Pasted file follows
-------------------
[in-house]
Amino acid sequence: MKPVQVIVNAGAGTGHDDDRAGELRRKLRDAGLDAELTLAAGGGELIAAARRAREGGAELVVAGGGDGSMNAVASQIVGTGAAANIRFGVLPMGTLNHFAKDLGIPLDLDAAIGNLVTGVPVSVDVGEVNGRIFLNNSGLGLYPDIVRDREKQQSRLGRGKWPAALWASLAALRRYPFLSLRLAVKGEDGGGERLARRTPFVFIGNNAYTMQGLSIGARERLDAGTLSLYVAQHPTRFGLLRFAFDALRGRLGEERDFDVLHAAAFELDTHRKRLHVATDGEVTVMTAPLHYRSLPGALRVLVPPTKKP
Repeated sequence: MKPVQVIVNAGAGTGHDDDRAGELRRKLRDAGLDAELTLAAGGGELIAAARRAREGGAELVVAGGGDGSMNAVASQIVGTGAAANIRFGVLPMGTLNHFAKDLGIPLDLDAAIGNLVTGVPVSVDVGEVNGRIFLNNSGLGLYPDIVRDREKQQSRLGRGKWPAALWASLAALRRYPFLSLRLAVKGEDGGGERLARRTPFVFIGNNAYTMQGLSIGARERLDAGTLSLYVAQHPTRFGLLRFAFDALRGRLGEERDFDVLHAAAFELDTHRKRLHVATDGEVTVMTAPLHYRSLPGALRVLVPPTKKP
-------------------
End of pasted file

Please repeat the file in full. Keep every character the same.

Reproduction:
[in-house]
Amino acid sequence: MKPVQVIVNAGAGTGHDDDRAGELRRKLRDAGLDAELTLAAGGGELIAAARRAREGGAELVVAGGGDGSMNAVASQIVGTGAAANIRFGVLPMGTLNHFAKDLGIPLDLDAAIGNLVTGVPVSVDVGEVNGRIFLNNSGLGLYPDIVRDREKQQSRLGRGKWPAALWASLAALRRYPFLSLRLAVKGEDGGGERLARRTPFVFIGNNAYTMQGLSIGARERLDAGTLSLYVAQHPTRFGLLRFAFDALRGRLGEERDFDVLHAAAFELDTHRKRLHVATDGEVTVMTAPLHYRSLPGALRVLVPPTKKP
Repeated sequence: MKPVQVIVNAGAGTGHDDDRAGELRRKLRDAGLDAELTLAAGGGELIAAARRAREGGAELVVAGGGDGSMNAVASQIVGTGAAANIRFGVLPMGTLNHFAKDLGIPLDLDAAIGNLVTGVPVSVDVGEVNGRIFLNNSGLGLYPDIVRDREKQQSRLGRGKWPAALWASLAALRRYPFLSLRLAVKGEDGGGERLARRTPFVFIGNNAYTMQGLSIGARERLDAGTLSLYVAQHPTRFGLLRFAFDALRGRLGEERDFDVLHAAAFELDTHRKRLHVATDGEVTVMTAPLHYRSLPGALRVLVPPTKKP